Still, I think because that sentiment was so tied to the sorry-state of New York in the 70s and 80s, we’ve always wanted to make Reed regional. But the garbage was everywhere. (“Well I know one thing that really is true / This here’s a zoo and the keeper ain’t you,” as Reed is singing right now.)

Man, at the risk of this becoming an interrogation, I want to know more about that “initial distaste” for The Velvet Underground. I’m a total cliche when it comes to them. They changed my life two or three times in the early-2000s, which is something that is both a source of pride and something that seems to be completely ludicrous. The quiet stuff hit me first—”Pale Blue Eyes” still gets to me—and then when I started to play guitar White Light/White Heat was all I wanted to do. I still think Reed’s guitar solo on “I Heard Her Call My Name” is one of the three or four greatest in rock history. It split my fucking mind open, and I don’t care how corny that sounds.

But they were also a band that the Napster-era hurt for me. I never really listened to any of their albums straight through and, like all of Reed’s catalog, I tend to go all-in on four-six songs per album and largely forget about the rest. Which is weird, because I think all four of those albums are perfect. In fact, their four albums, The Velvet Underground & Nico, White Light/White Heat/, VU, and Loaded may make up the greatest four album run in music history. (As an aside: arguing about the greatest three album run in music history is one of my favorite things to do.)

 Liam: Well to give some context here; I was never a teenage boy who played guitar, which seriously inhibited or otherwise delayed my appreciation of certain musicians loved by a demographic widely known as “squirrely white dudes”, which I otherwise am. Pavement, Minor Threat, The Replacements—all of these took a while to really kick in for me, and when they did it was because of weird reasons, like someone I wanted to date played it in her dorm room, or I really liked the album cover after I saw it on a t-shirt.

This delay happened with to the Velvets and Lou Reed, and for that I can also partially blame my dad. My dad is a musician and he’s always expressed profound disinterest in the louder, more self-serious, or technically unskilled ends of the pop music spectrum, Lou and the Velvets included. He’s also the reason I like Steely Dan so much. No regrets about that. Even though “Sister Ray” just came on shuffle, which is a song that probably makes Donald Fagen want to scratch his own eyes out.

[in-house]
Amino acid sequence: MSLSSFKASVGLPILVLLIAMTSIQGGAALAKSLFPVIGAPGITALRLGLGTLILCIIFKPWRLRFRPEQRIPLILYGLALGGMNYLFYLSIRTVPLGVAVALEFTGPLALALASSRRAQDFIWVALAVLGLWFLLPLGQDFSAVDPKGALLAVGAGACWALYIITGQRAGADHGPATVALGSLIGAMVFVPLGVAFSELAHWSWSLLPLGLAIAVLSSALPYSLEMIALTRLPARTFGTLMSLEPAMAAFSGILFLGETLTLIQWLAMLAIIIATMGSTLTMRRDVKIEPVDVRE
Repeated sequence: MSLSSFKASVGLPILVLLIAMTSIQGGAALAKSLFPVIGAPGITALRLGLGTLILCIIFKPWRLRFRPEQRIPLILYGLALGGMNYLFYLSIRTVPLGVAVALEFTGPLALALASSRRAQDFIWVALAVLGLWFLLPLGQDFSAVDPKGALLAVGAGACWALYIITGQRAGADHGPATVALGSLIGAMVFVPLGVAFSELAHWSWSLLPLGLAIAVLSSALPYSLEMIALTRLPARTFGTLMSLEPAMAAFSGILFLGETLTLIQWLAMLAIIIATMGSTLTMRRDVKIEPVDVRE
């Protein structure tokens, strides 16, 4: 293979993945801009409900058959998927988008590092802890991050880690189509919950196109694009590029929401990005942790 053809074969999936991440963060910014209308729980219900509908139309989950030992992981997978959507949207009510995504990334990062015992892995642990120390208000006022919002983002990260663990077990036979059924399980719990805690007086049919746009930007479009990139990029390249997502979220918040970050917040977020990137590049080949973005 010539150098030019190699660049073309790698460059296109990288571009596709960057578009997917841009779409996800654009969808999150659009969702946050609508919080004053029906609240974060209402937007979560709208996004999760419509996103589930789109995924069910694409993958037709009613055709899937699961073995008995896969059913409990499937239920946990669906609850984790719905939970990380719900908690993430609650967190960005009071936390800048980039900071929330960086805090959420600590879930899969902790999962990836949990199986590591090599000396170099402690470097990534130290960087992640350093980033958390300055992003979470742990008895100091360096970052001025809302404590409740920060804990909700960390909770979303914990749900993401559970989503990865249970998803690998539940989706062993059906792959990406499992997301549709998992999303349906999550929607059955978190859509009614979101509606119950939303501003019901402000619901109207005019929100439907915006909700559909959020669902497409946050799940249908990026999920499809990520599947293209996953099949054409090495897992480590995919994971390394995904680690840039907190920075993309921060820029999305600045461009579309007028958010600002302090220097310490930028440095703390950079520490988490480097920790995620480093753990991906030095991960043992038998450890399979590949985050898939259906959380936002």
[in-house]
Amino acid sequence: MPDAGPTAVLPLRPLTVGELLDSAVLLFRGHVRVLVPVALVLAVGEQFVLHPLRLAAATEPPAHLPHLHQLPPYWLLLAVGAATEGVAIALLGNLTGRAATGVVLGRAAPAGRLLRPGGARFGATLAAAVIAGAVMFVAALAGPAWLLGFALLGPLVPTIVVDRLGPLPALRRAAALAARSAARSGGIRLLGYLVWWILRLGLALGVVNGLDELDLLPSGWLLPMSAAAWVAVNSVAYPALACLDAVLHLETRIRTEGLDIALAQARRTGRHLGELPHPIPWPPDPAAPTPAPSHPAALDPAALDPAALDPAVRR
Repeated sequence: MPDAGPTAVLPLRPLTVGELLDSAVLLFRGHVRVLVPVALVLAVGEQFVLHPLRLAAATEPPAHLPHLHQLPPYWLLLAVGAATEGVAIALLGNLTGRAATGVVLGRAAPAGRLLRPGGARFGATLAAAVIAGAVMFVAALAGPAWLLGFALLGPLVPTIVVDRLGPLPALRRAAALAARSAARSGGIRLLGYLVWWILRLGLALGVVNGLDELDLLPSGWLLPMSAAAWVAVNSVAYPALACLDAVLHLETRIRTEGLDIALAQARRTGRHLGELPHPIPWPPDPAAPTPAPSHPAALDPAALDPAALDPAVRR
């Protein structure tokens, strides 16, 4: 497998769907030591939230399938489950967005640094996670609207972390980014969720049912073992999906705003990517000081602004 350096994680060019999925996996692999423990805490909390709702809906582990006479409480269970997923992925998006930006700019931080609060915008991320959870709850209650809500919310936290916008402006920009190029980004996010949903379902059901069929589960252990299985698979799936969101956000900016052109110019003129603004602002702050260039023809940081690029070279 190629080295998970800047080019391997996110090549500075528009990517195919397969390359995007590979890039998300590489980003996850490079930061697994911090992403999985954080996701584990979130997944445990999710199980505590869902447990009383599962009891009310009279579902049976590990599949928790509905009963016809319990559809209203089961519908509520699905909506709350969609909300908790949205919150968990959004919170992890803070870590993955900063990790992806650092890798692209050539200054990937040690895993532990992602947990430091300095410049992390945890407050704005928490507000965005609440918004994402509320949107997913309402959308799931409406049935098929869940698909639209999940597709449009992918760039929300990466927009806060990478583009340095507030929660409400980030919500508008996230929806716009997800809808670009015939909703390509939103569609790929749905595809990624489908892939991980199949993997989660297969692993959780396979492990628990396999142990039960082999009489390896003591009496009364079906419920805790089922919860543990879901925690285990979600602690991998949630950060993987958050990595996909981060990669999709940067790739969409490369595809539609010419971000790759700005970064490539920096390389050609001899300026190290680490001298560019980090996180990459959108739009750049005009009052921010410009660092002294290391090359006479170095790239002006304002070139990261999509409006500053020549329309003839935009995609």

But I did eventually come around to Lou et al, it just took a while, and it was always through visual media. The first time I heard a Lou Reed solo song and registered it as such was “What’s Good”, off 1992’s Magic and Loss (terrible album title) on the soundtrack to an obscure Wim Wenders movie. The first time I heard “SIster Ray” was over the closing credits of Brick. The first time I heard The Velvet Underground and Nico all the way through was when I got assigned it for a New York literature class.

But at the risk of falling into solipsism, I’ll get back to our main point, which is that when we fucking talk about Lou Reed, it’s hard to separate the game from the truth, the aloof rock star from the man of the people, who sounded like he was strangling the shit out of a Stratocaster or speak-singing just for you. Nigh on impossible. Which is why I’m glad I was able to enjoy him, if a little later than you and for likely different reasons, because cultural chameleons and polymaths fascinate me. Paul Robeson’s a perfect example. Then in rock music we have Dylan, Mitchell, Young, and Lou Reed, and these are musicians who didn’t die young and just keep cranking out records. The long tail of musical output makes me wonder what a terrible Jimi Hendrix or Biggie Smalls album would have sounded like. That’s why I love Metal Machine Music, because it’s the album of a survivor. I’m going to turn it on right now.